anencephaly


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an·en·ceph·a·ly

 (ăn′ən-sĕf′ə-lē)
n. pl. an·en·ceph·a·lies
Congenital absence of most of the brain and spinal cord.

an′en·ce·phal′ic (-sə-făl′ĭk) adj.

an•en•ceph•a•ly

(ˌæn ɛnˈsɛf ə li)

n.
the absence at birth of a portion of the skull and brain.
[1885–90; an-1 + Greek enképhal(os) brain (see encephalon) + -y3]
an`en•ce•phal′ic (-səˈfæl ɪk) adj.

anencephaly

the congenital absence of the brain and spinal cord in a devel-oping fetus.
See also: Heredity

anencephaly

A condition in which a child is born with an incomplete brain. There is no mental life as we know it. Usually, death occurs soon after birth or the child is stillborn.
ThesaurusAntonymsRelated WordsSynonymsLegend:
Noun1.anencephaly - a defect in brain development resulting in small or missing brain hemispheresanencephaly - a defect in brain development resulting in small or missing brain hemispheres
Translations
Anencephalie

anencephaly

n anencefalia
References in periodicals archive ?
It found that women with low carbohydrate intake are 30 percent more likely to have babies with neural tube defects, such as spina bifida (malformations of the spine and spinal cord), and anencephaly (absence of major portions of the brain and skull), that can lead to lifelong disability and infant death, when compared with women who do not restrict their carbohydrate intake.
Among them 10 babies had hydrocephalus, 7 were born with congenital talipes equino varus, 11 were anencephaly babies and 6 were gastroschisis.
Parents Emma, 34, and Drew, 53, had been asked if they wanted to terminate Hope after scans showed she had killer birth condition anencephaly.
However, the pathology evaluation was consistent with expected findings in any fetus with anencephaly; therefore, congenital Zika virus might have been coincidental in a fetus already predestined by other factors to have anencephaly.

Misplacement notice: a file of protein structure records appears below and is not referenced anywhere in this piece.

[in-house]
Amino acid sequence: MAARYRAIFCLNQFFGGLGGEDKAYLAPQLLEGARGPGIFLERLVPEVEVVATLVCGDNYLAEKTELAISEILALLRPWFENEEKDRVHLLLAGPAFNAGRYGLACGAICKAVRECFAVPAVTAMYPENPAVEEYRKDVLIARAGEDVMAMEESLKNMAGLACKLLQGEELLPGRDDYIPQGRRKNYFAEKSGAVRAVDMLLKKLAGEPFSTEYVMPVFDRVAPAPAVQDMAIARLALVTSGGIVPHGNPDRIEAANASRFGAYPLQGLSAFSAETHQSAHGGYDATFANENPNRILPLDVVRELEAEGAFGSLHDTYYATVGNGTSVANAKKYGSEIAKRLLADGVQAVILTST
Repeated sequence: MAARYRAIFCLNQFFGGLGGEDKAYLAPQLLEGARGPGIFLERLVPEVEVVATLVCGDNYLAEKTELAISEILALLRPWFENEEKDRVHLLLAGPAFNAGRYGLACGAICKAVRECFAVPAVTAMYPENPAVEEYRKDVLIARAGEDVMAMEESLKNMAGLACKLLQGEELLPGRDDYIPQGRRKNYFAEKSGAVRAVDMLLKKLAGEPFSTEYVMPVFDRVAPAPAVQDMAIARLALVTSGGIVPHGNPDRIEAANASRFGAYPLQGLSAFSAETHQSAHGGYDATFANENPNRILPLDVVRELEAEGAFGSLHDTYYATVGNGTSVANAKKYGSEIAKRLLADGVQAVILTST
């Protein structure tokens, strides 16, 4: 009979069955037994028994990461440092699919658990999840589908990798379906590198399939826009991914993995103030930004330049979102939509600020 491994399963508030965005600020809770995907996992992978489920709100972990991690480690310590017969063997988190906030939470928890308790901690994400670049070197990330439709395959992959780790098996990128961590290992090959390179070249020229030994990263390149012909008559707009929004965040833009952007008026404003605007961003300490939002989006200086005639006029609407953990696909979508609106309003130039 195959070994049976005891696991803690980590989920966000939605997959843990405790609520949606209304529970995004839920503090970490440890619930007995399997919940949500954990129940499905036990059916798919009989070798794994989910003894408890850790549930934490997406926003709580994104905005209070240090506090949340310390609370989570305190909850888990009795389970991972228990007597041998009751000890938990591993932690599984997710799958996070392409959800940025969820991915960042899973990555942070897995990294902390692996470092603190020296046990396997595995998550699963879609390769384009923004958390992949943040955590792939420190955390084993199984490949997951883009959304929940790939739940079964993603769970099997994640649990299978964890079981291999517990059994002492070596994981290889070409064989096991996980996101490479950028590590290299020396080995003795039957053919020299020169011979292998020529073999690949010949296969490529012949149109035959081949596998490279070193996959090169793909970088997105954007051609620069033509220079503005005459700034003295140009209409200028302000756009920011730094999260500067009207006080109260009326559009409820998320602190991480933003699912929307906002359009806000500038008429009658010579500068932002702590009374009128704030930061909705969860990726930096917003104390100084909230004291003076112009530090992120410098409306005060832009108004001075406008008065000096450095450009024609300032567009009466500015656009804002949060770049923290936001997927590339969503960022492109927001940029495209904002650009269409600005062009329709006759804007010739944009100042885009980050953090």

When Brandi and Michael Rogers learned their unborn daughter Emersyn, had been diagnosed with anencephaly, a devastating brain condition, the couple from Effingham, South Carolina, could have done what most couples do when they learn their child would be fortunate to live until birth: they could have aborted.
These include life-debilitating neural tube defects (NTDs) which result in devastating conditions such as anencephaly, an absence of major parts of the brain, and spina bifida, an open spinal column often resulting in paralisis.
Teddy had anencephaly, a rare, fatal condition that prevents the normal development of the brain and the bones of the skull.
In exencephaly, there is only a vascular layer of epithelium covering the brain tissue, which is slowly degraded during gestation by the amniotic fluid and degenerates into anencephaly [2].
For Teddy's parents the decision to offer his organs for transplant came soon after he was diagnosed with anencephaly, a rare birth defect preventing development of the brain and skull.
The main outcome measure was the 14 categories of birth defects that, according to the medical literature, had associations with SSRIs: neural tube defects, anencephaly, all septal defects, ventricular septal defects, right ventricular outflow tract obstructions, cleft palate, cleft lip with or without cleft palate, esophageal atresia, anal atresia, hypospadias, any limb reduction defect, craniosynostosis, gastroschisis, and omphalocele.
Among foetal CNS anomalies are ventriculomegaly (VM) (Figure-1) agenesis of corpus callosum (ACC) holoprosencephaly microcephaly Dandy Walker malformation (DWM) anencephaly (Figure-2) encephalocele and Spina Bifida (SB) (Figure-3).